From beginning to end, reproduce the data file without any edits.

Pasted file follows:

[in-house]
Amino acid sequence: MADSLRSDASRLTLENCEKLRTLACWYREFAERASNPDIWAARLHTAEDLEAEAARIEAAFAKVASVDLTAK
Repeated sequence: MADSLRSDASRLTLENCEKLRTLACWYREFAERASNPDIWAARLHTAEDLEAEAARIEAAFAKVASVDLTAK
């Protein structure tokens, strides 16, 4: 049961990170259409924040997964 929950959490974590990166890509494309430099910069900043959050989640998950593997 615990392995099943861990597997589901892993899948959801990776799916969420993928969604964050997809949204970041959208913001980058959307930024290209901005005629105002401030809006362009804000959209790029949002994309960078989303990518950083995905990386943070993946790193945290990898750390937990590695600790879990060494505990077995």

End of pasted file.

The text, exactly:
[in-house]
Amino acid sequence: MADSLRSDASRLTLENCEKLRTLACWYREFAERASNPDIWAARLHTAEDLEAEAARIEAAFAKVASVDLTAK
Repeated sequence: MADSLRSDASRLTLENCEKLRTLACWYREFAERASNPDIWAARLHTAEDLEAEAARIEAAFAKVASVDLTAK
């Protein structure tokens, strides 16, 4: 049961990170259409924040997964 929950959490974590990166890509494309430099910069900043959050989640998950593997 615990392995099943861990597997589901892993899948959801990776799916969420993928969604964050997809949204970041959208913001980058959307930024290209901005005629105002401030809006362009804000959209790029949002994309960078989303990518950083995905990386943070993946790193945290990898750390937990590695600790879990060494505990077995």